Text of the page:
Interwoven narratives of Indian and Thai textiles   

 

The revival of Thai’s ‘mudmee’ silk industry is the subject of a new exhibition at New Delhi’s National Museum

Ankush Arora

Between the 14th and 18thcentury, the Kingdom of Ayutthaya (present-day Thailand) began importing various kinds of Indian textiles for the local market and royal court. These included block-printed or painted cotton from Masulipatnam (Andhra Pradesh), silk brocades from Banaras, and Gujarat’s patolaor double ikat silk—the latter was believed to have been commissioned for the Ayutthaya king during the 1660s.

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Painting of Ayutthaya c.1665, painted by Johannes Vingboons, ordered by the Dutch East India Company, Amsterdam. Courtesy: Wikipedia

 

While the origin of silkworm breeding and silk weaving in Thailand remains unknown, the early hybridization of Indian-made textiles with Siamese (dated term for Thai people) royal court patterns began to take place sometime during the Ayutthaya kingdom, according to a new art exhibition at New Delhi’s National Museum. Adorned with flame motifs, which is a quintessential form of Thai visual art seen in local paintings and architecture, the textiles began to be commissioned exclusively for the royal court.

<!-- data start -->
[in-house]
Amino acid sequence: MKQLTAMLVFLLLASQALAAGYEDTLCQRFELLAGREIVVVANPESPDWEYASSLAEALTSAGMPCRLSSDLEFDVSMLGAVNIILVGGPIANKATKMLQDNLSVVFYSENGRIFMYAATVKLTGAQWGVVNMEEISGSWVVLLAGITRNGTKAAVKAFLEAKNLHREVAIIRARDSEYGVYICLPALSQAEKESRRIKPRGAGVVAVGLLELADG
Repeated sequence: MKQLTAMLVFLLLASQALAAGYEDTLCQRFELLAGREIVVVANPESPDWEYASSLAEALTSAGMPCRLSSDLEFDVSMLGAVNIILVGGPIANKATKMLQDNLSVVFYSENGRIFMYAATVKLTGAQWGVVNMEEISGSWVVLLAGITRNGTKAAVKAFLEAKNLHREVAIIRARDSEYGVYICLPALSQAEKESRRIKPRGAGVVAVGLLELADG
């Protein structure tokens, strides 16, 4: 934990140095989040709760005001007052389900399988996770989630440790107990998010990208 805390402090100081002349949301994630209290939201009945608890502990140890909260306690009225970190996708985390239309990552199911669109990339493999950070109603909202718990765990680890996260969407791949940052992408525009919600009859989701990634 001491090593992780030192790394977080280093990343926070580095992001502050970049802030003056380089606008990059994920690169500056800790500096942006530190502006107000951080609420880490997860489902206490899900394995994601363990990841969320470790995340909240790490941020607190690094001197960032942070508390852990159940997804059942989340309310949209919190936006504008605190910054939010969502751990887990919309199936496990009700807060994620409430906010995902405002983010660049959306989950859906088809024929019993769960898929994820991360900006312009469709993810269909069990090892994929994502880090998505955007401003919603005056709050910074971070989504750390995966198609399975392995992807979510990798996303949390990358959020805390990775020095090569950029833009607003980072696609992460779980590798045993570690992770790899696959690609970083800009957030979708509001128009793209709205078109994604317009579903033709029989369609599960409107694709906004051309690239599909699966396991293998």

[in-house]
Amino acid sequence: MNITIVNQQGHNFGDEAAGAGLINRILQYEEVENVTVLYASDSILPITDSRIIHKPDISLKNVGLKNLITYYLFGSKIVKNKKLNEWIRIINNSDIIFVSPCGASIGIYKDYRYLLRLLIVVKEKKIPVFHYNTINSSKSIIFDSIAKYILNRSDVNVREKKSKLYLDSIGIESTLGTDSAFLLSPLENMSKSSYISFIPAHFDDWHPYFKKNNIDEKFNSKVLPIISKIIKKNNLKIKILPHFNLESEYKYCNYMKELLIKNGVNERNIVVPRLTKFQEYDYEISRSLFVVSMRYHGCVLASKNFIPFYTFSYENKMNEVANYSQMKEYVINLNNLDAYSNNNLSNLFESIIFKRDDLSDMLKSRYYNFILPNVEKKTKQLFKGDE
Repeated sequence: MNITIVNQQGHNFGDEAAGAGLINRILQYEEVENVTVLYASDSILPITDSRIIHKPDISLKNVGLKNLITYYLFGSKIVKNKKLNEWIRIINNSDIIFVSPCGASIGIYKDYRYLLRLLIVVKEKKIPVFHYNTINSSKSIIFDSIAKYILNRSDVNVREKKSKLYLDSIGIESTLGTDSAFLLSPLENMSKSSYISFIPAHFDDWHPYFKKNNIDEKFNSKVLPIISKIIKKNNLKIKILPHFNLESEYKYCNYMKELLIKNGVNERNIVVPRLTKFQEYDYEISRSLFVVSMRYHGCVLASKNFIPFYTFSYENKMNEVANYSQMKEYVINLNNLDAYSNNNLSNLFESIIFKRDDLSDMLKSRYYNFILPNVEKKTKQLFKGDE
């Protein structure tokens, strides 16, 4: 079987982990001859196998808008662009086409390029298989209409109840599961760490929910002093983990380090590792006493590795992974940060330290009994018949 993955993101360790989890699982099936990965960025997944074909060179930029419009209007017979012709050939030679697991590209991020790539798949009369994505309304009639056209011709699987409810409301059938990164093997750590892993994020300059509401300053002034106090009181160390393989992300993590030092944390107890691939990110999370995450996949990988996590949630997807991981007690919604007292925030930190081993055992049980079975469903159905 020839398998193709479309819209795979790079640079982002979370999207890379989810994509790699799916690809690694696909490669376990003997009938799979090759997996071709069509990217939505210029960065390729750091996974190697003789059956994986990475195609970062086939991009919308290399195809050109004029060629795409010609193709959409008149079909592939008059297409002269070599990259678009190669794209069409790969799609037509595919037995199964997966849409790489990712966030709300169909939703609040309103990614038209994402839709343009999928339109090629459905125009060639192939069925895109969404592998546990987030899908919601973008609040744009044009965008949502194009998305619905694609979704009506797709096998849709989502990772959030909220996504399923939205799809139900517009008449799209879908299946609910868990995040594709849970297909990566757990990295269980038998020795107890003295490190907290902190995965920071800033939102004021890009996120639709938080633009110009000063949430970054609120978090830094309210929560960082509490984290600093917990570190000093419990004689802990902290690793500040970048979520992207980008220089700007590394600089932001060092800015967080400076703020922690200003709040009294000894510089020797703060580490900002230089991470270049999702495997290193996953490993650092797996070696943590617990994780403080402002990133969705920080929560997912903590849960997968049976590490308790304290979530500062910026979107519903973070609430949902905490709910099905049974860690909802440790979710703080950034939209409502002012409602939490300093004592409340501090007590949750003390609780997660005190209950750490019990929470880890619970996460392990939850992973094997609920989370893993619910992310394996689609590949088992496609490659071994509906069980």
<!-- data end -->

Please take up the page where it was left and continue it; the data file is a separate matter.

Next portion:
For the general Siamese public, textiles with simplified patterns (perhaps keeping in mind the cost), including Indian influences, were also produced. These Indian-Thai patterns and motifs can still be seen in mudmee silk of contemporary Thailand, which is the subject of the exhibition, titled ‘Mudmee: A Shared Silk Heritage’.

“The diamond lattice structure filled with lotus-bud-shaped motif…[was] favoured by the Siamese (Thai) court in the past. The structure…is often referred to as Mughal Indian inspiration upon the Siamese court taste,” reads a note in the exhibition catalogue, on an early 21st century natural silk dye from Surin Province. The exhibition, unfortunately, does not highlight the artistic and historic influence of other neighbouring countries, such as China, on Thailand’s textiles.

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Exhibition View by Ankush Arora

Presented in collaboration with the Royal Thai Embassy and the Thai Khadi Research Institute, the exhibits document the history and monarchy-led revitalization of the Southeast country’s mudmee silk, that involves tying off silk yarns, to create patterns, before setting off the process of weaving.

Intricately woven, with complex patterns and vivid textures, around 50 mudmee silk items have been mounted at the gallery, offering a glimpse into the local and royal culture of Thailand, which has been shaped by constitutional monarchy, military rule and Buddhist religion.

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Exhibition View by Ankush Arora